Tim Hortons’ sales are up, but continue to lag pre-pandemic highs amid a stalled reopening that’s left office towers, and the company’s downtown locations, largely deserted.
The coffee and doughnut chain’s urban restaurants are struggling with a lack of foot traffic from workers — many of whom are coveted “high frequency customers” that buy food and drinks multiple times a day.
But a different story is unfolding at rural and suburban locations, where restaurants are bustling and drive-thrus busy, even as labour shortages make hiring a challenge.
“There’s a clear, concentrated drag from urban and super urban locations in our business,” said José Cil, chief executive of Restaurant Brands International Inc., the company behind Tim Hortons, Burger King and Popeyes.
Despite strong momentum early in the summer, he said rising COVID-19 cases tied to the Delta variant and renewed public health measures paused reopening plans and slowed the restaurant’s recovery.
“Downtown Toronto, as an example, is still not back to work,” Cil told analysts during a conference call. “Many of the large employers have pushed back returns to (the) office to sometime in 2022.”
The comments came as Restaurant Brands reported its third-quarter profit rose compared with a year ago and its revenue climbed more than 10 per cent.
The dichotomy between sales performance at different locations underscores the uneven recovery as consumer habits continue to be shaped by the pandemic. Tim Hortons is also grappling with labour shortages, supply chain disruptions and rising costs — issues plaguing the restaurant industry across the country.
Restaurant Brands chief financial officer Matt Dunnigan said the parent company is dealing with a “tougher cost environment” from general inflation and staffing wages.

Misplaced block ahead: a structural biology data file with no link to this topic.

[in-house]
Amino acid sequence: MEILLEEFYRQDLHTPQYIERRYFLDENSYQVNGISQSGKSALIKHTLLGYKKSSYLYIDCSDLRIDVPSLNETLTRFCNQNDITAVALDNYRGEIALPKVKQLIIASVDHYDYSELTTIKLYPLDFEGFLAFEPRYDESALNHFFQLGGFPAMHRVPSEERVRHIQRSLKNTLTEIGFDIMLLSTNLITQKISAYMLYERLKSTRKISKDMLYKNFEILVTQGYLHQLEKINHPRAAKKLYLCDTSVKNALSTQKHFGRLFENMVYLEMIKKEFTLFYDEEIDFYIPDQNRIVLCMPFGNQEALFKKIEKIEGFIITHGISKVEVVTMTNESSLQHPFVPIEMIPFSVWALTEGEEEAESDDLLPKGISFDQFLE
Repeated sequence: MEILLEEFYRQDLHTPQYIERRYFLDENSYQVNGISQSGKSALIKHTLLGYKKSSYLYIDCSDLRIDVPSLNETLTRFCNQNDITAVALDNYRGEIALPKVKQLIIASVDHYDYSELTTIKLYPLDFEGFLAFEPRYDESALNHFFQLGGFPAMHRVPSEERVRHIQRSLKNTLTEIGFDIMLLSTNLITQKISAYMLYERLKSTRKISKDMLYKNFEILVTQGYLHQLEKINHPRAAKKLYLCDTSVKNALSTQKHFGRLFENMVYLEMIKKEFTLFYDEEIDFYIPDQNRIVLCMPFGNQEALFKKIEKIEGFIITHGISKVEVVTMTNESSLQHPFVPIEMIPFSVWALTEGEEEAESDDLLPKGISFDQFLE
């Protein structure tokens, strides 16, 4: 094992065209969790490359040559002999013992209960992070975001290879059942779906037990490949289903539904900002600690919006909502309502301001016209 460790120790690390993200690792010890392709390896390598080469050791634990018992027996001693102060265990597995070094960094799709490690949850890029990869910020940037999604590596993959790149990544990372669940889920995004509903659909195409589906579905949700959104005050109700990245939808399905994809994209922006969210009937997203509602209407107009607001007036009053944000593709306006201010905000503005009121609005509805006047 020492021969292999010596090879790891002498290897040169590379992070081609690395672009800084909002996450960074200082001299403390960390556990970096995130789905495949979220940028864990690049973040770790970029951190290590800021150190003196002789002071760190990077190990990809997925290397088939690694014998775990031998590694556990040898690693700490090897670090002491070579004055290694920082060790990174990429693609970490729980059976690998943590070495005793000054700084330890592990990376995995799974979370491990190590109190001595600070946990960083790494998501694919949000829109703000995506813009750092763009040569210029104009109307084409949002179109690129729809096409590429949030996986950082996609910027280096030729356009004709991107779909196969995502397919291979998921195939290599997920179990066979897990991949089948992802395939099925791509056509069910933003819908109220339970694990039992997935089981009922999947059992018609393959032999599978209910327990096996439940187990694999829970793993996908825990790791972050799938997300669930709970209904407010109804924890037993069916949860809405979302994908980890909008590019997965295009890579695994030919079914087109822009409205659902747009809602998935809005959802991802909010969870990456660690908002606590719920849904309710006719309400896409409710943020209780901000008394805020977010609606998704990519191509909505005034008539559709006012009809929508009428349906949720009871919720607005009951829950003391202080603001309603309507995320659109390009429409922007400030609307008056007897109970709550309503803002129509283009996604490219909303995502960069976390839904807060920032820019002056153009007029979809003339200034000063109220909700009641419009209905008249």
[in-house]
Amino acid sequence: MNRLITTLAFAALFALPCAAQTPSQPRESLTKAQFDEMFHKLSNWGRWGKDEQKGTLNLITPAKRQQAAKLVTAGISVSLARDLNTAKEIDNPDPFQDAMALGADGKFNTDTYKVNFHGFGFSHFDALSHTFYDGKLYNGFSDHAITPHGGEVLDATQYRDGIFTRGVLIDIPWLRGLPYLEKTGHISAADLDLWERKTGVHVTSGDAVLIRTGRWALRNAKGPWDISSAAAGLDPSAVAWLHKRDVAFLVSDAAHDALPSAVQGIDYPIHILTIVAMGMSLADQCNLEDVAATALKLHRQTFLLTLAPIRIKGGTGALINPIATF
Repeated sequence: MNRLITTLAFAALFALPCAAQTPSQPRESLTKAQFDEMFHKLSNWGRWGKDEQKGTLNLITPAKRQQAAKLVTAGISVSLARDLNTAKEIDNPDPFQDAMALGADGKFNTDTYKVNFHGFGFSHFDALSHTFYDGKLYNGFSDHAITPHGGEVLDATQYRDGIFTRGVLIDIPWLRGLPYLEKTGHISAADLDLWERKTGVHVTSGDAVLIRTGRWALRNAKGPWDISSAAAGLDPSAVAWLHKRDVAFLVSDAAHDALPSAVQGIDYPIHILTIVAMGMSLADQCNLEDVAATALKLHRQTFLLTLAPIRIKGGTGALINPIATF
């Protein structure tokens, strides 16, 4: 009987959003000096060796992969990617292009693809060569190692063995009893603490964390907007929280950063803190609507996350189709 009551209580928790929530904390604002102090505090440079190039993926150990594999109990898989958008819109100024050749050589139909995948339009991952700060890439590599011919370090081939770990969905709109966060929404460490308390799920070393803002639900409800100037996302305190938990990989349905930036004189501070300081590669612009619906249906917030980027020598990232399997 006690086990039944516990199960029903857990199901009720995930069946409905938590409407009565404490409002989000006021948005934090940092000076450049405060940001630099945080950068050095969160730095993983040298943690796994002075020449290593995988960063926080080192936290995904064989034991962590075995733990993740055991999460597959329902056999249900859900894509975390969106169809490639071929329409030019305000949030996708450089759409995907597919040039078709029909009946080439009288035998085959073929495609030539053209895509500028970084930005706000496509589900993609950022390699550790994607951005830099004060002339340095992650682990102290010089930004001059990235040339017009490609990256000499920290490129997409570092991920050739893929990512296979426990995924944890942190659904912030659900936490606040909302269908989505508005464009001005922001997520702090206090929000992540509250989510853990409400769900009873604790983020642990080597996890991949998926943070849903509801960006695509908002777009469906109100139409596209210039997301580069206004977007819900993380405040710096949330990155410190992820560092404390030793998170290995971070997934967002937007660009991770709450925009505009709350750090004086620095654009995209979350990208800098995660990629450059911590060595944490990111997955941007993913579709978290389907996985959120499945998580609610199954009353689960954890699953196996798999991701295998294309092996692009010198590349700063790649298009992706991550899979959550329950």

He said prices have been impacted by inflation and the company is looking to simplify menus to help with labour pressures.
Tim Hortons recently launched a national campaign to hire more front-line restaurant workers across the country.
Restaurant Brands chief corporate officer Duncan Fulton said Tim Hortons franchise owners “would love to rehire as many people as they can possibly find.”
Many locations are offering recruitment bonuses for existing employees who recommend a friend to join the company, while others have launched new hire bonuses that provide an incentive for new workers after a certain period of time, he said.
“I know there are a lot of restaurant owners that are paying in excess of minimum wage,” Fulton added in an interview. “All those efforts are in response to the competitive landscape out there.”
As for menu price increases, he said adjustments are made “very carefully and very thoughtfully” to keep up with inflation.
But Fulton said Tim Hortons is focused on staying competitive, and is insulated from some of the higher commodity prices and supply chain issues due to its scale and long-standing relationships.
“We are fortunate to have very large scale in the purchases that we make, so it gives us the ability to lock-in favourable prices,” he said. “We also have a sophisticated supply chain team that has long-standing, multi-decade relationships with both suppliers and transportation providers.”
Restaurant Brands, which keeps its books in U.S. dollars, said it earned US$221 million in net income attributable to common shareholders or 70 cents per share for the quarter ended Sept. 30, up from US$145 million or 47 cents per share a year earlier. Revenue totalled nearly US$1.5 billion, up from US$1.33 billion in the same quarter last year.
The increase came as comparable sales rose 8.9 per cent at Tim Hortons and 7.9 per cent at Burger King. Popeyes saw a drop in comparable sales of 2.4 per cent.
On an adjusted basis, Restaurant Brands said it earned 76 cents per diluted share in the quarter, up from 68 cents per diluted share a year ago. Analysts on average had expected a profit of 74 cents per share, according to financial markets data firm Refinitiv.
—Brett Bundale, The Canadian Press